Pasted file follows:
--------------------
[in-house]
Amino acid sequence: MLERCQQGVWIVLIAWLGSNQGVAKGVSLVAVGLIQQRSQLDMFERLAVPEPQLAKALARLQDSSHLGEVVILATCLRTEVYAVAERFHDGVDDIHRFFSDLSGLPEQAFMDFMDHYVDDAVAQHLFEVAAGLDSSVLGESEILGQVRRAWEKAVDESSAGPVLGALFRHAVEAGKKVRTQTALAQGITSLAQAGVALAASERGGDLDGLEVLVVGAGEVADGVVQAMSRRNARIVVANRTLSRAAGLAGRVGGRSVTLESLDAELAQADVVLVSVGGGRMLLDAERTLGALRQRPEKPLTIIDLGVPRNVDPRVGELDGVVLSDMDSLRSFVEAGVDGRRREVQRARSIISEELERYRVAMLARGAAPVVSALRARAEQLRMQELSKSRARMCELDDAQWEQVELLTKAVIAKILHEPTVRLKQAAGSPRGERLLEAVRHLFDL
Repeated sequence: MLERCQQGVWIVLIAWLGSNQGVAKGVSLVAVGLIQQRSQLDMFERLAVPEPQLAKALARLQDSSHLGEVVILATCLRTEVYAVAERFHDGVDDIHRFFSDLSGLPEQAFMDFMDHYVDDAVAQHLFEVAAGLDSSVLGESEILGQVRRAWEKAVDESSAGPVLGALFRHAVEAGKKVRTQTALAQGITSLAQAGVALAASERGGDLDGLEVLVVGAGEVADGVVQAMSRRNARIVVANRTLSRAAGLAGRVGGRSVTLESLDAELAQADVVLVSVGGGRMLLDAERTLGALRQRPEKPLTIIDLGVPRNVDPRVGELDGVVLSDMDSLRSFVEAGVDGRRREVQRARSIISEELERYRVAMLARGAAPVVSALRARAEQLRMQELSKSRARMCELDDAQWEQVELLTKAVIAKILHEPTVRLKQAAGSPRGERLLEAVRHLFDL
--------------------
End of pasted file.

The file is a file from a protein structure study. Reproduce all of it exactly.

[in-house]
Amino acid sequence: MLERCQQGVWIVLIAWLGSNQGVAKGVSLVAVGLIQQRSQLDMFERLAVPEPQLAKALARLQDSSHLGEVVILATCLRTEVYAVAERFHDGVDDIHRFFSDLSGLPEQAFMDFMDHYVDDAVAQHLFEVAAGLDSSVLGESEILGQVRRAWEKAVDESSAGPVLGALFRHAVEAGKKVRTQTALAQGITSLAQAGVALAASERGGDLDGLEVLVVGAGEVADGVVQAMSRRNARIVVANRTLSRAAGLAGRVGGRSVTLESLDAELAQADVVLVSVGGGRMLLDAERTLGALRQRPEKPLTIIDLGVPRNVDPRVGELDGVVLSDMDSLRSFVEAGVDGRRREVQRARSIISEELERYRVAMLARGAAPVVSALRARAEQLRMQELSKSRARMCELDDAQWEQVELLTKAVIAKILHEPTVRLKQAAGSPRGERLLEAVRHLFDL
Repeated sequence: MLERCQQGVWIVLIAWLGSNQGVAKGVSLVAVGLIQQRSQLDMFERLAVPEPQLAKALARLQDSSHLGEVVILATCLRTEVYAVAERFHDGVDDIHRFFSDLSGLPEQAFMDFMDHYVDDAVAQHLFEVAAGLDSSVLGESEILGQVRRAWEKAVDESSAGPVLGALFRHAVEAGKKVRTQTALAQGITSLAQAGVALAASERGGDLDGLEVLVVGAGEVADGVVQAMSRRNARIVVANRTLSRAAGLAGRVGGRSVTLESLDAELAQADVVLVSVGGGRMLLDAERTLGALRQRPEKPLTIIDLGVPRNVDPRVGELDGVVLSDMDSLRSFVEAGVDGRRREVQRARSIISEELERYRVAMLARGAAPVVSALRARAEQLRMQELSKSRARMCELDDAQWEQVELLTKAVIAKILHEPTVRLKQAAGSPRGERLLEAVRHLFDL